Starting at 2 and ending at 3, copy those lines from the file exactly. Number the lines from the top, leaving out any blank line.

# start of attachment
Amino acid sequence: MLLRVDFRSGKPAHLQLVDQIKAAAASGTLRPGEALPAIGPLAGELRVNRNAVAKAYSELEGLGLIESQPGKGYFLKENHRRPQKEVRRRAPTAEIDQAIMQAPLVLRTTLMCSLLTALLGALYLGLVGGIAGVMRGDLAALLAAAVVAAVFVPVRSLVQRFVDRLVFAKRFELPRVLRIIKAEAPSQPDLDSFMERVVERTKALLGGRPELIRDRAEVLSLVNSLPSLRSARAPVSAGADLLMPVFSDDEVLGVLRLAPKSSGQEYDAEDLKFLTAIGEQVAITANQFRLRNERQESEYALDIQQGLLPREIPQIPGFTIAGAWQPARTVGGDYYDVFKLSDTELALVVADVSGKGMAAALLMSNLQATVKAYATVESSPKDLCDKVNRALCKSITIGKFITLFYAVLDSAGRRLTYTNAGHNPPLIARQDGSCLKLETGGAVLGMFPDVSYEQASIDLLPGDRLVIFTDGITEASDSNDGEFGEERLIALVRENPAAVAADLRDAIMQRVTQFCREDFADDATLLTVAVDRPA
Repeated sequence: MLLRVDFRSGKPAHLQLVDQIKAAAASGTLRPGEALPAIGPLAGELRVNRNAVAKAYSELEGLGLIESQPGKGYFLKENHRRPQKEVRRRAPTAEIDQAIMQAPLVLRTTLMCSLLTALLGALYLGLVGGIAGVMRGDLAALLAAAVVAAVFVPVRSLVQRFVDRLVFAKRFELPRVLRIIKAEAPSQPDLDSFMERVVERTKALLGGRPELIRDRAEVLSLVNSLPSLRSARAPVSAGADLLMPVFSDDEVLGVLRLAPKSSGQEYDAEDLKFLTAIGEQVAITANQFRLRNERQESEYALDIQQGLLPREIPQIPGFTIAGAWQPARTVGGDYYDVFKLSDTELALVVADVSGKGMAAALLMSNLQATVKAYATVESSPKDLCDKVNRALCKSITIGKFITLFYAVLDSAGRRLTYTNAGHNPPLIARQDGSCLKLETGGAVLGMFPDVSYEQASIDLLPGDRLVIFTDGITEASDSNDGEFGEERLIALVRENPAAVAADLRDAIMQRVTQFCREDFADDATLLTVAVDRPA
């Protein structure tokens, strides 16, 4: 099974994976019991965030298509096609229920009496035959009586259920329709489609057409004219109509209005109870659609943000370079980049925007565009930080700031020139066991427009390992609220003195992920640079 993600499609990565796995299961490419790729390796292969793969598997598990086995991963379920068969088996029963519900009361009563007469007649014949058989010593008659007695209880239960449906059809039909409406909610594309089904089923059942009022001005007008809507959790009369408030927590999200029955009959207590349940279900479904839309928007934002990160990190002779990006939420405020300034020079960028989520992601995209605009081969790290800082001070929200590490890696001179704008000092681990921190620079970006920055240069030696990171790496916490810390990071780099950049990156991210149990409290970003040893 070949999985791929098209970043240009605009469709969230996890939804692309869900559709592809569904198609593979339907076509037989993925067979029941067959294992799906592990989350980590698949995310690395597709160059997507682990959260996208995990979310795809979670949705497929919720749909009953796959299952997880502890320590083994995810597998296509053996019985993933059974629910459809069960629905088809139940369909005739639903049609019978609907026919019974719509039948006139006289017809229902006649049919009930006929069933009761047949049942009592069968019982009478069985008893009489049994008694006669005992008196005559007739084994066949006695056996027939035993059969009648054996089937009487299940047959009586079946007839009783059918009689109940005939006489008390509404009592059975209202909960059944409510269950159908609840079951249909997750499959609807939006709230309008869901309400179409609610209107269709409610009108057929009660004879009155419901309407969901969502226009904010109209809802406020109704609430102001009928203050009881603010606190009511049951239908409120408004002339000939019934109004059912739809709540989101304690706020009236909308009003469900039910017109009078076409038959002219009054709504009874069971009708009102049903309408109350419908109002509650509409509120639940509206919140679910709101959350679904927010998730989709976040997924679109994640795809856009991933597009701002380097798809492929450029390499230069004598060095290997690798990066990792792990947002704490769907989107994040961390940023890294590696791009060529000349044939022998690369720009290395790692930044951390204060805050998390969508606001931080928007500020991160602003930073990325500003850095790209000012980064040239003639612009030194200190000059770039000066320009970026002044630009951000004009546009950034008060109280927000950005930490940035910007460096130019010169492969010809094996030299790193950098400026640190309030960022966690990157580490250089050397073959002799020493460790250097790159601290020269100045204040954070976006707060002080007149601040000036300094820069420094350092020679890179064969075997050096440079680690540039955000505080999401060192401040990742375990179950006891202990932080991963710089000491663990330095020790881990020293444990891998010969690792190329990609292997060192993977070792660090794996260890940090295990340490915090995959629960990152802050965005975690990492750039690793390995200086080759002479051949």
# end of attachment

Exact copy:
Repeated sequence: MLLRVDFRSGKPAHLQLVDQIKAAAASGTLRPGEALPAIGPLAGELRVNRNAVAKAYSELEGLGLIESQPGKGYFLKENHRRPQKEVRRRAPTAEIDQAIMQAPLVLRTTLMCSLLTALLGALYLGLVGGIAGVMRGDLAALLAAAVVAAVFVPVRSLVQRFVDRLVFAKRFELPRVLRIIKAEAPSQPDLDSFMERVVERTKALLGGRPELIRDRAEVLSLVNSLPSLRSARAPVSAGADLLMPVFSDDEVLGVLRLAPKSSGQEYDAEDLKFLTAIGEQVAITANQFRLRNERQESEYALDIQQGLLPREIPQIPGFTIAGAWQPARTVGGDYYDVFKLSDTELALVVADVSGKGMAAALLMSNLQATVKAYATVESSPKDLCDKVNRALCKSITIGKFITLFYAVLDSAGRRLTYTNAGHNPPLIARQDGSCLKLETGGAVLGMFPDVSYEQASIDLLPGDRLVIFTDGITEASDSNDGEFGEERLIALVRENPAAVAADLRDAIMQRVTQFCREDFADDATLLTVAVDRPA
């Protein structure tokens, strides 16, 4: 099974994976019991965030298509096609229920009496035959009586259920329709489609057409004219109509209005109870659609943000370079980049925007565009930080700031020139066991427009390992609220003195992920640079 993600499609990565796995299961490419790729390796292969793969598997598990086995991963379920068969088996029963519900009361009563007469007649014949058989010593008659007695209880239960449906059809039909409406909610594309089904089923059942009022001005007008809507959790009369408030927590999200029955009959207590349940279900479904839309928007934002990160990190002779990006939420405020300034020079960028989520992601995209605009081969790290800082001070929200590490890696001179704008000092681990921190620079970006920055240069030696990171790496916490810390990071780099950049990156991210149990409290970003040893 070949999985791929098209970043240009605009469709969230996890939804692309869900559709592809569904198609593979339907076509037989993925067979029941067959294992799906592990989350980590698949995310690395597709160059997507682990959260996208995990979310795809979670949705497929919720749909009953796959299952997880502890320590083994995810597998296509053996019985993933059974629910459809069960629905088809139940369909005739639903049609019978609907026919019974719509039948006139006289017809229902006649049919009930006929069933009761047949049942009592069968019982009478069985008893009489049994008694006669005992008196005559007739084994066949006695056996027939035993059969009648054996089937009487299940047959009586079946007839009783059918009689109940005939006489008390509404009592059975209202909960059944409510269950159908609840079951249909997750499959609807939006709230309008869901309400179409609610209107269709409610009108057929009660004879009155419901309407969901969502226009904010109209809802406020109704609430102001009928203050009881603010606190009511049951239908409120408004002339000939019934109004059912739809709540989101304690706020009236909308009003469900039910017109009078076409038959002219009054709504009874069971009708009102049903309408109350419908109002509650509409509120639940509206919140679910709101959350679904927010998730989709976040997924679109994640795809856009991933597009701002380097798809492929450029390499230069004598060095290997690798990066990792792990947002704490769907989107994040961390940023890294590696791009060529000349044939022998690369720009290395790692930044951390204060805050998390969508606001931080928007500020991160602003930073990325500003850095790209000012980064040239003639612009030194200190000059770039000066320009970026002044630009951000004009546009950034008060109280927000950005930490940035910007460096130019010169492969010809094996030299790193950098400026640190309030960022966690990157580490250089050397073959002799020493460790250097790159601290020269100045204040954070976006707060002080007149601040000036300094820069420094350092020679890179064969075997050096440079680690540039955000505080999401060192401040990742375990179950006891202990932080991963710089000491663990330095020790881990020293444990891998010969690792190329990609292997060192993977070792660090794996260890940090295990340490915090995959629960990152802050965005975690990492750039690793390995200086080759002479051949």